Righteousness Redefined… Example 4 of 5

“You have heard that it was said, ‘Eye for eye, and tooth for tooth.’ But I tell you, do not resist an evil person. If anyone slaps you on the right cheek, turn to them the other cheek also. And if anyone wants to sue you and take your shirt, hand over your coat as well. If anyone forces you to go one mile, go with them two miles. Give to the one who asks you, and do not turn away from the one who wants to borrow from you.”
(Matthew 5:38-42 NIV)

Jesus began His re-defining of righteousness with sins His disciples would clearly know and understand – murder and adultery.  The emphasis was on the one sinning, not on the one being sinned against.

Jesus then moves on to agreements between parties – oaths (solemn promises, verbal contracts).  In this illustration, Jesus moves from the emphasis on the sinner to both parties being equal and consensual to the promises being made.

Jesus now continues with His fourth example of hyper-righteousness – the law of reciprocity.  In this illustration, the emphasis is on the one being sinned against.  God’s Law called for equal and reciprocal punishment to the lawbreaker for personal injury done to the victim during the commission of a crime (Exodus 21:24, Leviticus 24:20, Deuteronomy 19:21 ).  The lawbreaker deserves to get what they inflict on others.

Life in Old Testament times were hard.  God’s Laws were given to the Jewish nation to protect one another, and render fair and equal justice for crimes committed.  God’s Laws were still in effect when Jesus was on the earth, and were still taught and enforced within the Jewish nation, so everyone knew the standard, and the consequences for committing a crime.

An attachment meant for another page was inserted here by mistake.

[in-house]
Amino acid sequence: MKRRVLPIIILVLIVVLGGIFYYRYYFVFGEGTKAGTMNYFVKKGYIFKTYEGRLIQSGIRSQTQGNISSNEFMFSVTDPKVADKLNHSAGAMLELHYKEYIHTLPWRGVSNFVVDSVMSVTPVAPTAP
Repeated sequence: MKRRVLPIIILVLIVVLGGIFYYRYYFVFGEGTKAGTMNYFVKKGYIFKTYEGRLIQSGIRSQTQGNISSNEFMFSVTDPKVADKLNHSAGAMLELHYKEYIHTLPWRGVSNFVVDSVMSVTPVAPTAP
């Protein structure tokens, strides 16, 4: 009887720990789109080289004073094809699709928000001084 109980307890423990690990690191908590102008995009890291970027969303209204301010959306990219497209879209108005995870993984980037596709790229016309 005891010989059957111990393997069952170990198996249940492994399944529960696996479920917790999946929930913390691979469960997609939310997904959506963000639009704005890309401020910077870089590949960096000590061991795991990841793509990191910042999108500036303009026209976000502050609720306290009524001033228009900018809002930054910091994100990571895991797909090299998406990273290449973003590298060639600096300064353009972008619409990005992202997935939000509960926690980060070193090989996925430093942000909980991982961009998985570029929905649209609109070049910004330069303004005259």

So in this new uber-righteousness, does Jesus require more of the lawbreaker than what they deserve?


In fact, He tells His disciples to require less.

Jesus is telling His disciples that the way to heaven is not reciprocity, but mercy.  If God’s mercy were not in place, we would all be dead!  But thankfully, His mercies are new every morning.  Jeremiah reminds us of this as he writes:
“Because of the Lord’s great love we are not consumed, for his compassions [mercies] never fail.
They are new every morning; great is Your faithfulness.”
(Lamentations 3:22-23 NIV, bracketed text mine)

So Jesus tells us to show mercy to others as God has shown mercy to us.  What does this look like, in practical terms?

  • If someone deliberately hurts you, don’t hurt back (physically, verbally, or otherwise).
  • If someone sues you, give them the shirt off your back, and your coat as well, without complaining.
  • If your boss makes you do something not in your job description once, do it twice, with a good attitude.
  • Be gracious and help someone out if they ask, with your money, time, skills, expertise, etc.
  • If someone asks to borrow something, be willing to share, and don’t require it be returned.

If examples of this kind of living were made into a TV reality show, we would have to call it something like “Extreme Mercy – Selfless Edition”.  Hmmm… probably not a hit in the ratings race.

Jesus’ teaching flies in the face of today’s headlines:

  • “I have my rights…”
  • “I deserve better…”
  • “That’s not fair – I didn’t get my…”

Whatever mercy we show to others, God has shown orders of magnitude more mercy to us.  Jesus gave His life for us – the ultimate act of mercy for us as undeserving enemies of God.  How can we respond in any other way than mercy when wronged, when He has given His all for us, and not demanded reciprocity – our life for His?

What are your examples of practicing mercy to others who don’t deserve it?